The 2022 Special Operations Forces Industry Conference (SOFIC) was a hybrid online and in-person event this year after going virtual in 2020 and 2021. Held May 16-19 at various locations in Tampa, Fla., it attracted a record-breaking 16,000 attendees from 100 countries and 585 exhibitors at the Tampa Convention Center and a SOFIC Campus that spanned several city blocks.
Hosted by the National Defense Industrial Association, a nonpartisan, nonprofit, educational association, SOFIC connects special operations forces and industry partners to collaborate on challenges, initiatives and ways to use cutting-edge capabilities. This year’s agenda featured speakers from U.S. Special Operations Command (SOCOM) and industry who talked challenges, trends, and current and expected capability gaps.
A highlight of the event was the Capabilities Demonstration, a mock rescue involving members from about 75 special ops forces who worked to “rescue” John Bennett, chief of staff to Tampa’s mayor. “There’s no other demo like this in the world that involves the international special ops community,” Bennett said.
AI was a hot topic at SOFIC
AI was a common thread throughout the event. For instance, AI technologies that fly autonomously in contested air spaces was a hot topic that Defense Department Under Secretary for Research and Engineering Heidi Shyu said was on her wish list.
“I’m interested in pushing technology toward developing a single sensor that has the ability to listen, ability to jam, ability to communicate, ability to inject — all in one,” Shyu said.
SOCOM Acquisition Executive James Smith touted AI’s potential to merge space-based systems, ground sensors and data into a single intelligence product. He pointed to SOCOM work to develop a DevSecOps environment for its Mission Command System and noted that command leaders want to invest in additional software development.
SOCOM Chief Data Officer Thomas Kenney echoed the call to use AI, but in the context of improving data management and digital transformation for the betterment of the command. “If we really want to get good at AI, we need to build muscles of memory that allow us to understand how to find that data, assess the quality of data and message data into a format we need and then deploy that data in a model,” Kenney said.
The key, he added, is augmenting human capabilities with AI, not replacing workers with technology. “Humans are absolutely more important than hardware, but humans can be augmented and enhanced with hardware,” Kenney said. “Hardware and humans coming together can really enable us to do great things.”
SOCOM Commander Gen. Richard Clarke also highlighted the ways that technology can support warfighters, calling data and technological innovation critical to combatting cyber threats.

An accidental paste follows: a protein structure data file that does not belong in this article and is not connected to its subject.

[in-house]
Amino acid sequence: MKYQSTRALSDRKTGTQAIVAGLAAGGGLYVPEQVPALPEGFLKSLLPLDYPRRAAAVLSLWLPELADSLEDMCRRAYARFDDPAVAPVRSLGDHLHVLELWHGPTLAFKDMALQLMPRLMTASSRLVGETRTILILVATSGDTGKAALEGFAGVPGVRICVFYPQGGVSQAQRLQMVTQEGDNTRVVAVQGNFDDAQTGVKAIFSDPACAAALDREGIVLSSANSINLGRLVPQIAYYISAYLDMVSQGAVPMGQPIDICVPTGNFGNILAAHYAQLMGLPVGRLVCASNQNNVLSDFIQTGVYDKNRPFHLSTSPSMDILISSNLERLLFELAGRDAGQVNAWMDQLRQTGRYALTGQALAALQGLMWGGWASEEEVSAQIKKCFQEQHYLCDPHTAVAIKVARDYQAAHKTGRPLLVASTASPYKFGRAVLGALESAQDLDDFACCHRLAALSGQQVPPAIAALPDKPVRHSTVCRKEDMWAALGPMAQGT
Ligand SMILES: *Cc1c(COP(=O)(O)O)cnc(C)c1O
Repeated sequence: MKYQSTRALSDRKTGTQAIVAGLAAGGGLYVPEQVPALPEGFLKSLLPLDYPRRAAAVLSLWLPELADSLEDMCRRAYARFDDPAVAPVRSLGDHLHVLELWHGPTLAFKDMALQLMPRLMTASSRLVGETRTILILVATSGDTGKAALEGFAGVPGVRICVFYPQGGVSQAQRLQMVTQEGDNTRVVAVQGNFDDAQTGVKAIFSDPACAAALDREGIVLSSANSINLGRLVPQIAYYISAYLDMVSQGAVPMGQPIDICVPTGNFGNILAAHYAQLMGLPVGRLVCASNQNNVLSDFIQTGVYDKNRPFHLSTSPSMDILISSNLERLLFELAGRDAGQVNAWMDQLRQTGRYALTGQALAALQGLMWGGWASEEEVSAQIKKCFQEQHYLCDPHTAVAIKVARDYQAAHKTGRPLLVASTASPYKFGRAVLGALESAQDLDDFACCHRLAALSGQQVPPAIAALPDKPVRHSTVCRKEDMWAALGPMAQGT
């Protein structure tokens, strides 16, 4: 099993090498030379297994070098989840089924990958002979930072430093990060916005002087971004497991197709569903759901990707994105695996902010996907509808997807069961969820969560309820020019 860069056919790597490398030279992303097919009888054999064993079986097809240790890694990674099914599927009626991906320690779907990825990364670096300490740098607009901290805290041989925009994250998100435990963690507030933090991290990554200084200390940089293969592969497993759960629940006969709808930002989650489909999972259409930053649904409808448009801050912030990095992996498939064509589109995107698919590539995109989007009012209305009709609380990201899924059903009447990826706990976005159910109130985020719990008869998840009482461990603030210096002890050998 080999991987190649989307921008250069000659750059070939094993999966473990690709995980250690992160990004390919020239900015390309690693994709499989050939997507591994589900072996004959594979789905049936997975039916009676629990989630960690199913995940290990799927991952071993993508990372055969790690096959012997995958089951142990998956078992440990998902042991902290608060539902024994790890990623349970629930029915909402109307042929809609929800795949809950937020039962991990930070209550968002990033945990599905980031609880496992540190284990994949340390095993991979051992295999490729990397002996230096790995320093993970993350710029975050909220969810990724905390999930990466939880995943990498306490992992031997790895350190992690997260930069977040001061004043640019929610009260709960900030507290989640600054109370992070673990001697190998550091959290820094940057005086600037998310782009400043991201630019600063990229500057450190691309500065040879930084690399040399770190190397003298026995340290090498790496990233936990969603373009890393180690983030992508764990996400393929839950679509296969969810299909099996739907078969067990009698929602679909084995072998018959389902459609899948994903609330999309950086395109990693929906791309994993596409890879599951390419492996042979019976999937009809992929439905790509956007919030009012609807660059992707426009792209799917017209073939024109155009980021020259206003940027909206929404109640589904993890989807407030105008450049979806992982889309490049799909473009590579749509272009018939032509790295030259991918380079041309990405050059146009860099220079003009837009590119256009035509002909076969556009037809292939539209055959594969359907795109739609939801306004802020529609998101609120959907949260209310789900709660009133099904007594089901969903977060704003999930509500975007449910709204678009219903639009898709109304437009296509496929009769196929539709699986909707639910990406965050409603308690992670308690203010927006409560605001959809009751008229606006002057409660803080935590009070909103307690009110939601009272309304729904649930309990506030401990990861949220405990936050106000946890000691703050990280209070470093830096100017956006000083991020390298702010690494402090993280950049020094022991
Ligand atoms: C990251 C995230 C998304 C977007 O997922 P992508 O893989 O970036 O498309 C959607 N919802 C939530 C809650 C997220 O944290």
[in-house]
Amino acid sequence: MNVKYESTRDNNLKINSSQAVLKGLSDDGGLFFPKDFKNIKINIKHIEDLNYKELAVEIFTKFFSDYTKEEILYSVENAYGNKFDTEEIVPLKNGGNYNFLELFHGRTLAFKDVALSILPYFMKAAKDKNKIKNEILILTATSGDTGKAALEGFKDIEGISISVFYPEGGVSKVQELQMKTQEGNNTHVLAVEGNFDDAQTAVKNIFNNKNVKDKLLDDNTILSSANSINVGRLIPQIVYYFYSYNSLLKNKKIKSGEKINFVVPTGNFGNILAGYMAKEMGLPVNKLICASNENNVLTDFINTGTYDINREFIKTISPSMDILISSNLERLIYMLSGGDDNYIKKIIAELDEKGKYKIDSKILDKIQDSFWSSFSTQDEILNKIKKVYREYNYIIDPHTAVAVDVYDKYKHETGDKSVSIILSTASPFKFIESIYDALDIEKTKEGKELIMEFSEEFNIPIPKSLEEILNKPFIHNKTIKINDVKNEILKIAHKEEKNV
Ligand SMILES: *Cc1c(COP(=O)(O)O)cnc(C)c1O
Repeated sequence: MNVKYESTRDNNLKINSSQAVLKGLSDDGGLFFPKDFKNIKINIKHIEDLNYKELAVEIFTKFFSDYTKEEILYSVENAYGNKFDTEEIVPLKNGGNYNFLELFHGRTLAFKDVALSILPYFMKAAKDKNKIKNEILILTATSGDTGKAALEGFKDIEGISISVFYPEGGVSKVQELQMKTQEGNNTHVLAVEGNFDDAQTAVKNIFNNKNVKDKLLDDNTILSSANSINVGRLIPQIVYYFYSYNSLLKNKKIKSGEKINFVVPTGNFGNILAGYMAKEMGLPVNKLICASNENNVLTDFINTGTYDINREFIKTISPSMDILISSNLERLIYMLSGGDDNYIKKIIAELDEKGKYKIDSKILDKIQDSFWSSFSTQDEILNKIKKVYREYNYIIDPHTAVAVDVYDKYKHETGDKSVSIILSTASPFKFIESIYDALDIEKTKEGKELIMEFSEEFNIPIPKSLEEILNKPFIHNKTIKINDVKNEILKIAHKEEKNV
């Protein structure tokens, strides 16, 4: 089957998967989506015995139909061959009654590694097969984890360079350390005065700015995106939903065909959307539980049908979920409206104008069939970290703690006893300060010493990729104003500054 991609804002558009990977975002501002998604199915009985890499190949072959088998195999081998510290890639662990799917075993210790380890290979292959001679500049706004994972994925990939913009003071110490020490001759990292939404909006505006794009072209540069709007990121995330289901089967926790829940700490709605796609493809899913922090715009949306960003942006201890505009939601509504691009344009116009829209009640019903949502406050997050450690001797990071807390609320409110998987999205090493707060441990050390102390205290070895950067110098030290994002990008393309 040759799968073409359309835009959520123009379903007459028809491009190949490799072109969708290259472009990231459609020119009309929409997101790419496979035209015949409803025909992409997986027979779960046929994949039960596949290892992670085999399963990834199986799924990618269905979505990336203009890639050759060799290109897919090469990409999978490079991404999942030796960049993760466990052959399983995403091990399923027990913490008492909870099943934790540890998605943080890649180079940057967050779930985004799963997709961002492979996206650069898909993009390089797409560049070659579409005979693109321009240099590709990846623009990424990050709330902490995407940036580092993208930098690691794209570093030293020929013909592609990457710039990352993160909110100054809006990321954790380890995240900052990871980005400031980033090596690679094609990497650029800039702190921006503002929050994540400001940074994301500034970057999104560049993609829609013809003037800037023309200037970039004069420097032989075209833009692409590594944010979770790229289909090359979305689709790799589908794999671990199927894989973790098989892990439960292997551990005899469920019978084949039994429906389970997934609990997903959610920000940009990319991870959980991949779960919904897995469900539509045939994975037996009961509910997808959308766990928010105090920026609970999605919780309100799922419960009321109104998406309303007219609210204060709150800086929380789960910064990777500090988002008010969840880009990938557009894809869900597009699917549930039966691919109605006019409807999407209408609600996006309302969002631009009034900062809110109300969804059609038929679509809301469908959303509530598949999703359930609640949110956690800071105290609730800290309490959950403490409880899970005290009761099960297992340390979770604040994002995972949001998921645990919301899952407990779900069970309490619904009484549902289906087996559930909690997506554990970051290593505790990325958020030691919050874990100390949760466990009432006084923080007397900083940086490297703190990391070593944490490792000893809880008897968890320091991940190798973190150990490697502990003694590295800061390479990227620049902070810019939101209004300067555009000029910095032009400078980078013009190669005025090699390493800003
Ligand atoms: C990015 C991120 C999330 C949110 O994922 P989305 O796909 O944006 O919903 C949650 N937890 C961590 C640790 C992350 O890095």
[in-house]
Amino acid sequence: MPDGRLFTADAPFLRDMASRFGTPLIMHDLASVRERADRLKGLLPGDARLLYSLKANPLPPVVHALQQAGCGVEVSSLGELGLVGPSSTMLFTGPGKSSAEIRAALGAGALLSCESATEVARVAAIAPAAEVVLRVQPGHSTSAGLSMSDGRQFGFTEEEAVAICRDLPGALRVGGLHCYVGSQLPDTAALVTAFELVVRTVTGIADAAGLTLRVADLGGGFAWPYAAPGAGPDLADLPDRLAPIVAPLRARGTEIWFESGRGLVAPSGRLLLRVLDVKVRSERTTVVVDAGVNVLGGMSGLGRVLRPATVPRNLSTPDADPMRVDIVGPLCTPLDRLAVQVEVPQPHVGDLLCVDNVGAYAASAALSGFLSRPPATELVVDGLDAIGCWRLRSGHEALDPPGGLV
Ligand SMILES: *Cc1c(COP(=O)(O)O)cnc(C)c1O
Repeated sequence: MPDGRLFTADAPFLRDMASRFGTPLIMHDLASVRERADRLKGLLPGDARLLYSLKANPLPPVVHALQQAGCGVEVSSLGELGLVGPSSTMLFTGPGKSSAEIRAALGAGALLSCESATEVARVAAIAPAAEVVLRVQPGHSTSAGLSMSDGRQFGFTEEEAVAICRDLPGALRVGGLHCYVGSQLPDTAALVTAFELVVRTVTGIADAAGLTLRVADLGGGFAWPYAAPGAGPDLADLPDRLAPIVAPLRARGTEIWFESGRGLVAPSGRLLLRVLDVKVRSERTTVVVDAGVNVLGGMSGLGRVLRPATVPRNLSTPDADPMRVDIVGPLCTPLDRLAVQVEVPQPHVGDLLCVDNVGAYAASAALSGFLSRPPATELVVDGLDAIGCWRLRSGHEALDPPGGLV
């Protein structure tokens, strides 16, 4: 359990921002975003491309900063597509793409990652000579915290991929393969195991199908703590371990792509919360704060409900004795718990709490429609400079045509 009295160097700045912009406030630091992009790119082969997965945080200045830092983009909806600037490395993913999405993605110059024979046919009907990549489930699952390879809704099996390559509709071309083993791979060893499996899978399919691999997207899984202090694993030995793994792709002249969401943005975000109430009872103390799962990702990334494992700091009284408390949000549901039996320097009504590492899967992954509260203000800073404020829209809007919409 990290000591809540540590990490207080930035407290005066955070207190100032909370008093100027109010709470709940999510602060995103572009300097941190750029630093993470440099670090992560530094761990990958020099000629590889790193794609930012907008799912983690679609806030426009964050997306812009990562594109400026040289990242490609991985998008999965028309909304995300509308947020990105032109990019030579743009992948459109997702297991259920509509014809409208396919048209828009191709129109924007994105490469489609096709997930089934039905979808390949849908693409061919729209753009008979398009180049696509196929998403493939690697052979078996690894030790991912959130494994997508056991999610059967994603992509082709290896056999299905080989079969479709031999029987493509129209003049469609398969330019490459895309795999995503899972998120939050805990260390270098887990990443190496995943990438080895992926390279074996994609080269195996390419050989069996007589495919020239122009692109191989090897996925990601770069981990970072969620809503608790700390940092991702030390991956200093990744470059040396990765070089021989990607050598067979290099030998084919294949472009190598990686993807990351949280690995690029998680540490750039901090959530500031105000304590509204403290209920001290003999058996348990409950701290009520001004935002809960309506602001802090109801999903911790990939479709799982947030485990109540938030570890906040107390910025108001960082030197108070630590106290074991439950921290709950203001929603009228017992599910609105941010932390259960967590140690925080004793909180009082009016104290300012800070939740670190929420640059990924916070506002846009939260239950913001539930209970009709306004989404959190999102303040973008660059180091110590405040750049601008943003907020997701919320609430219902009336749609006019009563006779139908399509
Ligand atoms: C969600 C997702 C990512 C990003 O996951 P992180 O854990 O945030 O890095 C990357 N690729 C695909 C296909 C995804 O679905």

“Data will play a significant role in modernization efforts,” Clarke said. “Our data is so important that many of the components are also hiring data officers. … But is our CDO a chief data officer or a chief digital officer? We still need to suss that out.”
New Requirements in Special Ops
Several SOFIC speakers addressed future goals and needs for special operations forces. For example, Col. Joseph Blanton, SOCOM program executive officer for SOF support activity, said that elite commandos need to learn to operate in contested environments without lines of support, such as logistical systems and radio waves that link equipment to headquarters. The question is how to get supplies to teams in need.
This is called the “untethered logistics concept,” Blanton said, and his office created a new program manager position to help study options. “We’re definitely interested in hearing from industry what is in the realm of the possible,” he said.
David Breede, program executive officer for special reconnaissance, said SOCOM logistics is looking at what current capabilities are and how they compare to what they expect to need in the future – and how to close gaps.
For instance, in the past 20 years, the radio frequency environment has not been hotly contested, he said. “We know that environment will be more contested, more congested and being able to operate without that RF environment is a goal,” he said, adding that the sensors his office develops will be in a contested environment. “It’s a tough problem. It’s hard. It’s not something we can do right now.”
Another challenge lies in environmental changes as the military shifts its focus to the water-heavy Indo-Pacific region – especially China – after 20 years in arid Afghanistan and Iraq, said Lisa Sanders, SOCOM’s science and technology director. One reason why this is difficult is that precision navigation and timing can be harder in water environments like the ocean. That’s because in a contested Global Positioning System environment, alternatives are necessary, but most alternatives are based on reading geographical features.
“The ocean looks the same. So that’s a challenge in that domain,” Sanders said.
Of course, teams will also perform missions on land, likely often in large cities, she added, where using sensor and communications can be complicated. “It’s not that easy to see things and communicate,” Sanders said. “There is a lot of jamming, intentional and unintentional.”
Big emphasis on small business Government Contractors
Under Secretary Shyu put the spotlight on small businesses’ role in providing innovation to SOCOM. Although the command has SOFWERX, a platform that supports collaboration, prototyping and research between SOCOM and industry, labs, academia and other government entities, she worries about small businesses running out of capital after using up funding from the Small Business Innovation Research Program.
To help small GovCons stay in business, Shyu said she’s creating the position of strategic capital director. The person in that role will be responsible for finding funding for small businesses.